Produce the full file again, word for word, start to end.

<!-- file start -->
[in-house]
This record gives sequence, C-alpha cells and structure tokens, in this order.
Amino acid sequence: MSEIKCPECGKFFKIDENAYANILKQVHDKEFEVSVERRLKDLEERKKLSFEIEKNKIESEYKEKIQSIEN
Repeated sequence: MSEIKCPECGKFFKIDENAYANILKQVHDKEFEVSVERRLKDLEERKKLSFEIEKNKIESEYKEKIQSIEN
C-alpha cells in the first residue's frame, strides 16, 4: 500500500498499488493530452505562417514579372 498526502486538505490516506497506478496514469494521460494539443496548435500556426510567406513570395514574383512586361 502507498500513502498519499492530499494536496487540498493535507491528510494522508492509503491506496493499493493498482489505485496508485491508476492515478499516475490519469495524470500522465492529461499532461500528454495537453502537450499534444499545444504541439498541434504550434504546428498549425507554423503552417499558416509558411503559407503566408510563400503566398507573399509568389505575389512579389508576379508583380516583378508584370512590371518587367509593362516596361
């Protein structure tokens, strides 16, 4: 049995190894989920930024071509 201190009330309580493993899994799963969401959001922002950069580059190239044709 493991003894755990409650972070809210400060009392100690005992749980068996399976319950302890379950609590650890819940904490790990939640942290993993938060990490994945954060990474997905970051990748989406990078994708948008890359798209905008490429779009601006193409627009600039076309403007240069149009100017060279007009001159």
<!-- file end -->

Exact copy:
[in-house]
This record gives sequence, C-alpha cells and structure tokens, in this order.
Amino acid sequence: MSEIKCPECGKFFKIDENAYANILKQVHDKEFEVSVERRLKDLEERKKLSFEIEKNKIESEYKEKIQSIEN
Repeated sequence: MSEIKCPECGKFFKIDENAYANILKQVHDKEFEVSVERRLKDLEERKKLSFEIEKNKIESEYKEKIQSIEN
C-alpha cells in the first residue's frame, strides 16, 4: 500500500498499488493530452505562417514579372 498526502486538505490516506497506478496514469494521460494539443496548435500556426510567406513570395514574383512586361 502507498500513502498519499492530499494536496487540498493535507491528510494522508492509503491506496493499493493498482489505485496508485491508476492515478499516475490519469495524470500522465492529461499532461500528454495537453502537450499534444499545444504541439498541434504550434504546428498549425507554423503552417499558416509558411503559407503566408510563400503566398507573399509568389505575389512579389508576379508583380516583378508584370512590371518587367509593362516596361
């Protein structure tokens, strides 16, 4: 049995190894989920930024071509 201190009330309580493993899994799963969401959001922002950069580059190239044709 493991003894755990409650972070809210400060009392100690005992749980068996399976319950302890379950609590650890819940904490790990939640942290993993938060990490994945954060990474997905970051990748989406990078994708948008890359798209905008490429779009601006193409627009600039076309403007240069149009100017060279007009001159």